The Basilica of Sant’Ambrogio is a fascinating church in the center of Milan, mainly because it was built on the site of an ancient church that was completed between 379 and 386 A.D. Back then it was known as the “Basilica Martyrum” because countless martyrs of the Christian persecution by Romans were buried in this area.
Its name was changed in honor of the man who built this original church, Saint Ambrose, who was the Bishop of Milan at the time. The current building dates back to the 12th century and was completed in the Romanesque architectural style.
13. Rotonda della Besana
The Rotonda della Besana is also known as the “Rotonda di Via Besana” and is a large Baroque complex that was constructed between 1695 and 1732. The original purpose of the complex was to serve as a cemetery for the poor referred to as a “Foppone.”
The main architectural feature is a large colonnade portico in the form of a circle that encloses a garden. In the center of this garden, there’s a church called the church of San Michele ai Sepolcri. The entire complex near the center of Milan covers an area of 7,100 square meters (76,423 square feet).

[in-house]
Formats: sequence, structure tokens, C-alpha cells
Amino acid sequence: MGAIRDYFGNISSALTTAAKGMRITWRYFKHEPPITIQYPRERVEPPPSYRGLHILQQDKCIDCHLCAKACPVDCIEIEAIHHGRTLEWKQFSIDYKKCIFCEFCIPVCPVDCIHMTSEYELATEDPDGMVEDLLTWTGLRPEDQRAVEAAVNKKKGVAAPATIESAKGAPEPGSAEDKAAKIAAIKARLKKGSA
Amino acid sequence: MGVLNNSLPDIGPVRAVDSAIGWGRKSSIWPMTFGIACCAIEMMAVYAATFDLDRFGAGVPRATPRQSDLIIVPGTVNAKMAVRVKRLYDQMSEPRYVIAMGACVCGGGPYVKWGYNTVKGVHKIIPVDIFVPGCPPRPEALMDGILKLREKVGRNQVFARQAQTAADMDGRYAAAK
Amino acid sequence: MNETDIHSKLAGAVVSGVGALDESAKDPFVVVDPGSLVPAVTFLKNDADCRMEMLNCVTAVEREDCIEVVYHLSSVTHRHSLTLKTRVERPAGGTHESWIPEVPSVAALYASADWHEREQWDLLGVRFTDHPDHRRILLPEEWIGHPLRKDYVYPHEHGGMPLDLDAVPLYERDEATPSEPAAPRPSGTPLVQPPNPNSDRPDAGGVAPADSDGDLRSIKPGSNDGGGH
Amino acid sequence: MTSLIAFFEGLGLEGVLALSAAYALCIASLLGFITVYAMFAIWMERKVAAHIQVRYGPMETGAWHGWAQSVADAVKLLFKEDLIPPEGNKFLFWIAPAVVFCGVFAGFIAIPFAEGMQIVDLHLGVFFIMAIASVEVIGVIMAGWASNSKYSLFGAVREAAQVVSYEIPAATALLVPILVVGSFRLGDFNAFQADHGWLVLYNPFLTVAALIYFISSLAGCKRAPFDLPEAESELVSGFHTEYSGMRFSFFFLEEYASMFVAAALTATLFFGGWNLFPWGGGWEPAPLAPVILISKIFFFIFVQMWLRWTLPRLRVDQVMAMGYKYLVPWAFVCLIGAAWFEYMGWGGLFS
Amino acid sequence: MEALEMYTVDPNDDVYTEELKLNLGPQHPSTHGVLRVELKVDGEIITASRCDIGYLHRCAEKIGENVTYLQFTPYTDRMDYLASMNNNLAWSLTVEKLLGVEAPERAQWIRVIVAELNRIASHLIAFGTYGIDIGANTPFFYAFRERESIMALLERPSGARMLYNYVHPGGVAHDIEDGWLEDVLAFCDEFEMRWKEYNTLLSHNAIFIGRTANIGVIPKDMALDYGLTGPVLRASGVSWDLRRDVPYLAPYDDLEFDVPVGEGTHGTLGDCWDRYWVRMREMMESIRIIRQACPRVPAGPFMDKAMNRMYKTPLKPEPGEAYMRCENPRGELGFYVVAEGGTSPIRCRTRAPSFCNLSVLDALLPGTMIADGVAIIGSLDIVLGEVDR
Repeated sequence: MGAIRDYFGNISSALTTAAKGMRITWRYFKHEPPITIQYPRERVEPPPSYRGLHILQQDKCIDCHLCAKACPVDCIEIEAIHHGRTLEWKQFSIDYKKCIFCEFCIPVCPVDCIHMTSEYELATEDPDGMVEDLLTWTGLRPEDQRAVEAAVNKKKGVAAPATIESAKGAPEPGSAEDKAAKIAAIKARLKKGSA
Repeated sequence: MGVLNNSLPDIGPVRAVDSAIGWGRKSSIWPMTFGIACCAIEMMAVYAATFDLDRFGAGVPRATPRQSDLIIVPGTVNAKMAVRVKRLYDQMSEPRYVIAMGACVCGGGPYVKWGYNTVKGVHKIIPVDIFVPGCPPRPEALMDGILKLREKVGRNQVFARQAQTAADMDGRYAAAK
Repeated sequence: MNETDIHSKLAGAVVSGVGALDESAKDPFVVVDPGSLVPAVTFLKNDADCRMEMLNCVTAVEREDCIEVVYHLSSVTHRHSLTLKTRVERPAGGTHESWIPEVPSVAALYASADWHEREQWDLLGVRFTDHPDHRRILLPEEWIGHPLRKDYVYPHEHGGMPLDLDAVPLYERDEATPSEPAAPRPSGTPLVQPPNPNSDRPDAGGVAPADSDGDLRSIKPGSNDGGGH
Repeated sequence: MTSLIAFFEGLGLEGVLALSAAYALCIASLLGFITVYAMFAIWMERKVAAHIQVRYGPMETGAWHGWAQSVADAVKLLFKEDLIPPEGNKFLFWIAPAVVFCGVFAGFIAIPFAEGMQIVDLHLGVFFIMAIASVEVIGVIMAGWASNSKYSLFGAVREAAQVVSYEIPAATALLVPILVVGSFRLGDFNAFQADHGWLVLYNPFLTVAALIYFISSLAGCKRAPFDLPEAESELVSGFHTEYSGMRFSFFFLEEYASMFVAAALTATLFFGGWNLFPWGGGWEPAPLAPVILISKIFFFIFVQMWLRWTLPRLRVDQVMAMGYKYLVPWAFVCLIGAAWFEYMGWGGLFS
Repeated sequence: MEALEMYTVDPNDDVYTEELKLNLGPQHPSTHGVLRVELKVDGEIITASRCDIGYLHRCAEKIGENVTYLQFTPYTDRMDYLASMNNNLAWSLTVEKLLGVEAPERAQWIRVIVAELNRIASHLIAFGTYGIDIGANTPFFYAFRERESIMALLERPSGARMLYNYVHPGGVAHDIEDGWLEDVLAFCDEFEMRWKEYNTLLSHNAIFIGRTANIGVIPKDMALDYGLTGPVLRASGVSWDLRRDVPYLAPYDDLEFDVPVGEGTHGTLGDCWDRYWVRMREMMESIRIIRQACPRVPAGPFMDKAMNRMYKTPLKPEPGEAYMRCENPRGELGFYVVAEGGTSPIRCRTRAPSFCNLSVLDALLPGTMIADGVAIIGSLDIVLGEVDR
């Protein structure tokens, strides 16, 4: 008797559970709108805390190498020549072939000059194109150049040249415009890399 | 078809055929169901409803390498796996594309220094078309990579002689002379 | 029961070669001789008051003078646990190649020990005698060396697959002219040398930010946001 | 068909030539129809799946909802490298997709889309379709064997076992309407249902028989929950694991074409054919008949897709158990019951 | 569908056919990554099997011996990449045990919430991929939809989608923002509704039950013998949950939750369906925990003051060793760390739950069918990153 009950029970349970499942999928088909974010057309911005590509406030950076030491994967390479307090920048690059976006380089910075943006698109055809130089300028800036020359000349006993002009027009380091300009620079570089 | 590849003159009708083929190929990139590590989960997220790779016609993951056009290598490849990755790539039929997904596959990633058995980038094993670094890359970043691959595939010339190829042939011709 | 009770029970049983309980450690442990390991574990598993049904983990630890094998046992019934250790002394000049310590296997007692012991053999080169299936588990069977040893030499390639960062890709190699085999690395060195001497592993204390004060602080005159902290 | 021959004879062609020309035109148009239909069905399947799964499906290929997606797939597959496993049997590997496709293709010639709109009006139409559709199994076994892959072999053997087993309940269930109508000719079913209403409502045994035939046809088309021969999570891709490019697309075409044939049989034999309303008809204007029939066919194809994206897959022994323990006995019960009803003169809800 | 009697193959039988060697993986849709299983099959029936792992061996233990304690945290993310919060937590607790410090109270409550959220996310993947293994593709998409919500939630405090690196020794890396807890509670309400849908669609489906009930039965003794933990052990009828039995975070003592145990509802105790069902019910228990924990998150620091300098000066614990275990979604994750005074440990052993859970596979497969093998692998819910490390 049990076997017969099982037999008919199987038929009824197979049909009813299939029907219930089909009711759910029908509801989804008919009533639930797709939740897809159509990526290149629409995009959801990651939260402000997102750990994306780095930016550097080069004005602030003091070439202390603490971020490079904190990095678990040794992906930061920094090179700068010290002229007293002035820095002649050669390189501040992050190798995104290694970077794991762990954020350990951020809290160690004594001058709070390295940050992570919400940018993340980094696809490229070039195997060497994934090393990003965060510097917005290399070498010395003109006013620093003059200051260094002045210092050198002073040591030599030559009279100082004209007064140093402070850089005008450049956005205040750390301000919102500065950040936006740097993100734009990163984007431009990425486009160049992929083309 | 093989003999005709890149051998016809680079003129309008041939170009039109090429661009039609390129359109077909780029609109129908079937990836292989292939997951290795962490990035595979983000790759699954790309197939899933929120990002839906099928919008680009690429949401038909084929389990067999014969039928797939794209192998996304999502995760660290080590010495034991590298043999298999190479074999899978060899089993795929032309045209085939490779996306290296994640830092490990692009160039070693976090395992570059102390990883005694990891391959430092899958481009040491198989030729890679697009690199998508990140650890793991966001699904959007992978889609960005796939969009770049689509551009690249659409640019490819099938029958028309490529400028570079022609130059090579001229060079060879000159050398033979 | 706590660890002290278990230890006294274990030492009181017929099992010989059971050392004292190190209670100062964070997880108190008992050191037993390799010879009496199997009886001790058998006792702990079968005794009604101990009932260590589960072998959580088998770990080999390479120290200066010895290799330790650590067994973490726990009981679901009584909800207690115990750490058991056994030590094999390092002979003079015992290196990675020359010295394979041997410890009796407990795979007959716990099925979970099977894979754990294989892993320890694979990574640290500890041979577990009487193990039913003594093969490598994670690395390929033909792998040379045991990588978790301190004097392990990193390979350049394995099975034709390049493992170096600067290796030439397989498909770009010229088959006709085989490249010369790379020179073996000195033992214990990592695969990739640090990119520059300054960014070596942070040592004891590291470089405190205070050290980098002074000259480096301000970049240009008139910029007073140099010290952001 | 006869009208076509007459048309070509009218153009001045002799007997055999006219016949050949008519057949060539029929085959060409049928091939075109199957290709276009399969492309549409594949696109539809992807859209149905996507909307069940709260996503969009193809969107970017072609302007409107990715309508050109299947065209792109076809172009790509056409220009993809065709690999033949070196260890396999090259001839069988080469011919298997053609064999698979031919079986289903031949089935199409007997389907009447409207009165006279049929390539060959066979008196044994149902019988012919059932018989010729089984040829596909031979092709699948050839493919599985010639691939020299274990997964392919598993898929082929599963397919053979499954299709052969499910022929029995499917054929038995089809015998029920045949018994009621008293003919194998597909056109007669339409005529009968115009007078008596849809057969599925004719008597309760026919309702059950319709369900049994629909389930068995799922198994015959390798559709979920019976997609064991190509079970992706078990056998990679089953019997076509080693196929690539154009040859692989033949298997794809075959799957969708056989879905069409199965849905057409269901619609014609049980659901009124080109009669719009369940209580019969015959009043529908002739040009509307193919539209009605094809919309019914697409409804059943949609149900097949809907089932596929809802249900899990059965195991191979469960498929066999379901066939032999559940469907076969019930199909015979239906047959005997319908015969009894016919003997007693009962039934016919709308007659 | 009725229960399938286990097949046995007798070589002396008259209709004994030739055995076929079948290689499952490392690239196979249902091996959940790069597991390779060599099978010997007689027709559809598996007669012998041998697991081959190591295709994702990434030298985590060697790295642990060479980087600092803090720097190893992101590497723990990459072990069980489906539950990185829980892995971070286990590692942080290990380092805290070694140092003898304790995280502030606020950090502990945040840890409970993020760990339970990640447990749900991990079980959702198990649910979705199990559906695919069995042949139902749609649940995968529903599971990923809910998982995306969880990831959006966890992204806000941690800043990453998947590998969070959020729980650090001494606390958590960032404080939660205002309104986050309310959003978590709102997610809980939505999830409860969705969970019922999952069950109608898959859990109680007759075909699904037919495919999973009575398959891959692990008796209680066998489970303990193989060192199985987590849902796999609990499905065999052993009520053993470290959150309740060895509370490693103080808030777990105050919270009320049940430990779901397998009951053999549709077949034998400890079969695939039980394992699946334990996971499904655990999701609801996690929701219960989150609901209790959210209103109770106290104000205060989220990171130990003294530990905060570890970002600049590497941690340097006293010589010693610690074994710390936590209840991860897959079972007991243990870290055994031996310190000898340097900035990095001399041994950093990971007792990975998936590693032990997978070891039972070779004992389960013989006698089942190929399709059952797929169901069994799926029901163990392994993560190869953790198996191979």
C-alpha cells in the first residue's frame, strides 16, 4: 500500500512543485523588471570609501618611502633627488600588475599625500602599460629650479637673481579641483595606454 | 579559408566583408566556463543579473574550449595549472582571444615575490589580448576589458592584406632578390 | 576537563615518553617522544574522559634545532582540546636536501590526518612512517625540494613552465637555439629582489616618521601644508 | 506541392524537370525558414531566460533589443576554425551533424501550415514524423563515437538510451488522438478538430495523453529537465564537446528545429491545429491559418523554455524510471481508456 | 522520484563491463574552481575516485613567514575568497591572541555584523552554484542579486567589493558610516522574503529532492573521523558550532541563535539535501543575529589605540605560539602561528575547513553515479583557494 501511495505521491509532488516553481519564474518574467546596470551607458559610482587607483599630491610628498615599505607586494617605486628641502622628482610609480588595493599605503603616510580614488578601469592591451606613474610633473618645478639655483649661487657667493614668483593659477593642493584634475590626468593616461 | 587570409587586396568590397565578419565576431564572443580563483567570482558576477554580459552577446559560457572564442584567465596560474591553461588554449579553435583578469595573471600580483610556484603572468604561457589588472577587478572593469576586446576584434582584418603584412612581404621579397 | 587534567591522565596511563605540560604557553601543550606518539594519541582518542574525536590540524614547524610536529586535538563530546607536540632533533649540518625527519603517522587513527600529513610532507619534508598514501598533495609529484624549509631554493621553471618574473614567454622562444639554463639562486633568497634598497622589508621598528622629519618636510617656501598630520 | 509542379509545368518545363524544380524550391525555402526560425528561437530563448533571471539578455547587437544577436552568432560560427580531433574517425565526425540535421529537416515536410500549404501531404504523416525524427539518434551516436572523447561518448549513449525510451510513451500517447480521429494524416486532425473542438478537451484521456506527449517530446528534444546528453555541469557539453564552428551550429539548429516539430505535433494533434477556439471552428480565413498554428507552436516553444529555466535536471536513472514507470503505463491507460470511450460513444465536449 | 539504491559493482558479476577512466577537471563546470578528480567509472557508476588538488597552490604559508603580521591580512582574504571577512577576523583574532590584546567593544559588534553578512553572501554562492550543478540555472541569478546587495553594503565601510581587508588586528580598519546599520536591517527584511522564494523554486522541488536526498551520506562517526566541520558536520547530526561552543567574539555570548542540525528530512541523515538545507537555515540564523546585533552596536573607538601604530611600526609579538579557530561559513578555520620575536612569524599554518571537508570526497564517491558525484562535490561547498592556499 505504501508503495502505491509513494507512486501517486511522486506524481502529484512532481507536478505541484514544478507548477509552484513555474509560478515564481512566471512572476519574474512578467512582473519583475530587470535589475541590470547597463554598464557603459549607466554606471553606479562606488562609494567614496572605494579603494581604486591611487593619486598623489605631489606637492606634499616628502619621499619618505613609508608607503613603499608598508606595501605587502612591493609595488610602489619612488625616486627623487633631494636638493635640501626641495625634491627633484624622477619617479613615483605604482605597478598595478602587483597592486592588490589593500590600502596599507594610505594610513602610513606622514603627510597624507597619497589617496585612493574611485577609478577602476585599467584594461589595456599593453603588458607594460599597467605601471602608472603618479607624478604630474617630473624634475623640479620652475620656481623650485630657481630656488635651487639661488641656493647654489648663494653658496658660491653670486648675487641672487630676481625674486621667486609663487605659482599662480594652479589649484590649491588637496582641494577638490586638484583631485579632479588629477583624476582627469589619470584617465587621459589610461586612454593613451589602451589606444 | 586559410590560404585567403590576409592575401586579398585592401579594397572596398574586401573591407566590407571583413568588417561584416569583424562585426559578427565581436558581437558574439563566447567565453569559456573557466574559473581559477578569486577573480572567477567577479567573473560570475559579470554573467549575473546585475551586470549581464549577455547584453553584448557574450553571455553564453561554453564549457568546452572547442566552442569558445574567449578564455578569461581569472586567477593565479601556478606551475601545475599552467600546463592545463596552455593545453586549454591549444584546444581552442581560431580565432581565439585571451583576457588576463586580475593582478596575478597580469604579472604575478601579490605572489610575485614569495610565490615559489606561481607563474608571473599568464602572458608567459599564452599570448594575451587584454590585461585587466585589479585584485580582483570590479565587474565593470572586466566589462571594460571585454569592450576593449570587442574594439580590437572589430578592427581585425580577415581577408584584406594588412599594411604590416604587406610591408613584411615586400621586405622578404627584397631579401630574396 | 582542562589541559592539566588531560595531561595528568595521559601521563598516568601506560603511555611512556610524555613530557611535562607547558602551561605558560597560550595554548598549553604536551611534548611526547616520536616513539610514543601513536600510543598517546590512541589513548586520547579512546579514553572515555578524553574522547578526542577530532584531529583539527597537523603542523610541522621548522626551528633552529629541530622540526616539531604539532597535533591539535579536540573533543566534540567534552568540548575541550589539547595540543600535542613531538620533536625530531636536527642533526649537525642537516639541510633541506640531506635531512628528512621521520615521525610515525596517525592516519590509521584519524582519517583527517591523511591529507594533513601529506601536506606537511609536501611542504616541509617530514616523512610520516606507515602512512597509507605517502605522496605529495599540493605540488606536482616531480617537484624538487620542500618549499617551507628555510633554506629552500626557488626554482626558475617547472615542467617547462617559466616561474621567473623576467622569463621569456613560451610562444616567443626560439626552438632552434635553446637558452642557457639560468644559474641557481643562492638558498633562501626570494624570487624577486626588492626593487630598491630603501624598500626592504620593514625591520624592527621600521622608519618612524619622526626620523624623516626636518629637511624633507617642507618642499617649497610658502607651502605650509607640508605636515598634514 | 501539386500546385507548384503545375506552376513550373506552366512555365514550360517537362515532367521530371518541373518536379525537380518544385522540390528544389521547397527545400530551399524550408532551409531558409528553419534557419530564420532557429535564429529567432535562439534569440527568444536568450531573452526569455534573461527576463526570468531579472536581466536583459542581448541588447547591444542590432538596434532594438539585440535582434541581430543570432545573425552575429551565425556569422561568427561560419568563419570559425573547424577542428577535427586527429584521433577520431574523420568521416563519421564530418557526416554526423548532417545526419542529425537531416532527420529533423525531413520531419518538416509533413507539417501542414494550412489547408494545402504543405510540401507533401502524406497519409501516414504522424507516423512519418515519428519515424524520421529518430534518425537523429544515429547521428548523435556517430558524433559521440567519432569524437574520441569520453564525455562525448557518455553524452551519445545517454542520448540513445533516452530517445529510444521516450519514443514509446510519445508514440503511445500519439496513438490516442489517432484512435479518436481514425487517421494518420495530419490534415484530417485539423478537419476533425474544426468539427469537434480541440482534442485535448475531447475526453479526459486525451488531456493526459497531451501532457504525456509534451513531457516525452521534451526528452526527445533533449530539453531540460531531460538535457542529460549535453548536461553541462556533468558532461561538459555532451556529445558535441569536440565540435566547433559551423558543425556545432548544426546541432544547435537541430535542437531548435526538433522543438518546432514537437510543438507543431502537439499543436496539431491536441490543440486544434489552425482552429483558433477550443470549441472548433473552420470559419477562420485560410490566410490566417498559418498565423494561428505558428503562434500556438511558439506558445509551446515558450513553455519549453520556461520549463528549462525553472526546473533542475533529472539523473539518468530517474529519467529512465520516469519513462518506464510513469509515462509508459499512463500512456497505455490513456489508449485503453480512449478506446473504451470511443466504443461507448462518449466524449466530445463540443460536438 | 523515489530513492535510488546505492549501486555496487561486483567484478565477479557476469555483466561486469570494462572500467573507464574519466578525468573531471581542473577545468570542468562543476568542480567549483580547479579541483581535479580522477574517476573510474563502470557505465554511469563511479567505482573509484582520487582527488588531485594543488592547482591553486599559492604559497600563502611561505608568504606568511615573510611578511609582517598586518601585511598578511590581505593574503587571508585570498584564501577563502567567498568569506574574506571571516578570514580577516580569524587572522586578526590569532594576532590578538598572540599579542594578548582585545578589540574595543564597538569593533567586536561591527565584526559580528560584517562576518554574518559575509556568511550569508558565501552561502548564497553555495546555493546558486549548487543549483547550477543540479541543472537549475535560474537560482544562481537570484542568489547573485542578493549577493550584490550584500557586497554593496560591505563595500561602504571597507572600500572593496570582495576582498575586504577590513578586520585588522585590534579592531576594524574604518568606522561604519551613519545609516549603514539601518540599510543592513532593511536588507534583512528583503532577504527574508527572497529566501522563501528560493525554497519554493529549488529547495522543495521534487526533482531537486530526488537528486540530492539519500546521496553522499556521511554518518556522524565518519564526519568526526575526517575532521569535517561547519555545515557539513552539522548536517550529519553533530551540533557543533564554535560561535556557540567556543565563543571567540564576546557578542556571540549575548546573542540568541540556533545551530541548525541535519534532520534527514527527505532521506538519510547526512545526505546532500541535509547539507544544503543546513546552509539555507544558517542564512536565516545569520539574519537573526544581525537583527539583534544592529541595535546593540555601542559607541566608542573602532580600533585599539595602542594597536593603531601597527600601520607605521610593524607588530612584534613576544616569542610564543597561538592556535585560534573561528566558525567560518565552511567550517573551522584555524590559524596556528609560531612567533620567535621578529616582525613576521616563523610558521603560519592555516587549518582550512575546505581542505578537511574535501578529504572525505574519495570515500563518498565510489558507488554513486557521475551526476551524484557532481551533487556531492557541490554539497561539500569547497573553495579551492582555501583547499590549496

14. San Carlo al Corso
San Carlo al Corso is a fascinating church in the center of Milan that was constructed in the Neo-Classical architectural style. It was completed between 1832 and 1847 to replace a structure dating back to the year 1290.
This original building was a convent founded by the Servite Order, one of the 5 original Catholic mendicant orders. It was dedicated to Saint Charles Borromeo, the Archbishop of Milan between 1564 and 1584 and to commemorate the end of a cholera plague in the city.
15. Columns of San Lorenzo
The Columns of San Lorenzo are ancient Roman columns located right in front of the Basilica San Lorenzo in central Milan. The colonnade consists of 16 tall Corinthian columns positioned in a row and they face a pubic square.